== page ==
Now, this does not mean that Apple did not attempt to aid the FBI in any way; some of Apple’s engineers had been sent over to see if there was any way to access the phone’s information without creating a backdoor — but to no avail.
The issue arose when a court order demanded that Apple create a “Government OS” that lacks security features. In the same TIME interview, Cook said, “From a customer point of view it wasn’t good, because it would wind up putting millions of customers at risk, making them more vulnerable. In addition, we felt like it trampled on civil liberties.”
This is where the real conflict arises. Should Apple release a security-free operating system that can be used for cases like this, or should they withhold such information to protect the civil rights of their customers?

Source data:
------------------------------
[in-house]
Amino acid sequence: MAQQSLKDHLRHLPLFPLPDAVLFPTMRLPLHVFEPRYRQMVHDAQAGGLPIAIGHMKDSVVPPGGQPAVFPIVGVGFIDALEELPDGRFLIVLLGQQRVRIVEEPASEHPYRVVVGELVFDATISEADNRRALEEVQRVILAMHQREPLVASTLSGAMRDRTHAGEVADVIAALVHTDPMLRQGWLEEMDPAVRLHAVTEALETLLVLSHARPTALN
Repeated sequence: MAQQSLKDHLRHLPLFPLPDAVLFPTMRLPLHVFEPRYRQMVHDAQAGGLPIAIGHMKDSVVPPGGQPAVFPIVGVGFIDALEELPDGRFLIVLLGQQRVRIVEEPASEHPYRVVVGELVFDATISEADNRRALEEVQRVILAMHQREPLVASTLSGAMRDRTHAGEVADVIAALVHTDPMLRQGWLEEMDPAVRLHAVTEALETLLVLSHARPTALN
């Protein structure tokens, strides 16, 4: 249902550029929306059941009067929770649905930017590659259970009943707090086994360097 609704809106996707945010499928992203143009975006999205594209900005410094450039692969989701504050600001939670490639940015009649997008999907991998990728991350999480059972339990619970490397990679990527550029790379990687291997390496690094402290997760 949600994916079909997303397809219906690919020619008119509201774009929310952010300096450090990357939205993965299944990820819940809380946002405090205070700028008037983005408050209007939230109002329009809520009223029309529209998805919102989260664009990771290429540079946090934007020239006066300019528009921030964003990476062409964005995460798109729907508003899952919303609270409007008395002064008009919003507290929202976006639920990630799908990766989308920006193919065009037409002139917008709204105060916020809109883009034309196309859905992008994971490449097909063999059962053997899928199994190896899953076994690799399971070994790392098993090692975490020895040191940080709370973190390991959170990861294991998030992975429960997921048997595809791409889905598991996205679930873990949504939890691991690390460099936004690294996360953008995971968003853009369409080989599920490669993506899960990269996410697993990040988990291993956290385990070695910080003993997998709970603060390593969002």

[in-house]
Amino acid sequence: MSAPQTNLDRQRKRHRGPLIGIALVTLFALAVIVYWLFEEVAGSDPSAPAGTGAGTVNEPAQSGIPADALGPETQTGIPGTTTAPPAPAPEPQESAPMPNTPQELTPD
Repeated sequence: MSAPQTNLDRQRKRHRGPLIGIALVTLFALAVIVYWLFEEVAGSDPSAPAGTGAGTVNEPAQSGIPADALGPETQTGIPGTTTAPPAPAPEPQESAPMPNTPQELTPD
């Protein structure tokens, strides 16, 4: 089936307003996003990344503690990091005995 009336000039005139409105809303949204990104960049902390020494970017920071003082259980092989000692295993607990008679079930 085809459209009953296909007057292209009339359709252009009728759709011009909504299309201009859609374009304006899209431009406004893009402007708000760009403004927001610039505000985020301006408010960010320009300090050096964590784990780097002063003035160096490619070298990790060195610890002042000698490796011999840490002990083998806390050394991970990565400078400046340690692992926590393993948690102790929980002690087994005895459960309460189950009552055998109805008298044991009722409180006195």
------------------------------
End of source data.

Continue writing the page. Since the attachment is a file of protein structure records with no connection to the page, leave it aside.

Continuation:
If Apple were to generate such a software, it could be used with malicious intent by people other than the U.S. government and lead to massive breaches. Beyond that, there needs to be some sort of confidentiality between the company and their customers. If all user information is released, who is to say that our every move cannot be tracked by Apple or that they will not automatically access iPhone cameras at any moment they feel it is necessary? With conspiracy theories galore, some may argue that Apple might already do this, but even if they do, the threat will become even more viable if they publicly breach the trust built with customers. If the line is not drawn somewhere, the possibilities are limitless. According to Tim Cook, “No one should have a key that turns a billion locks.”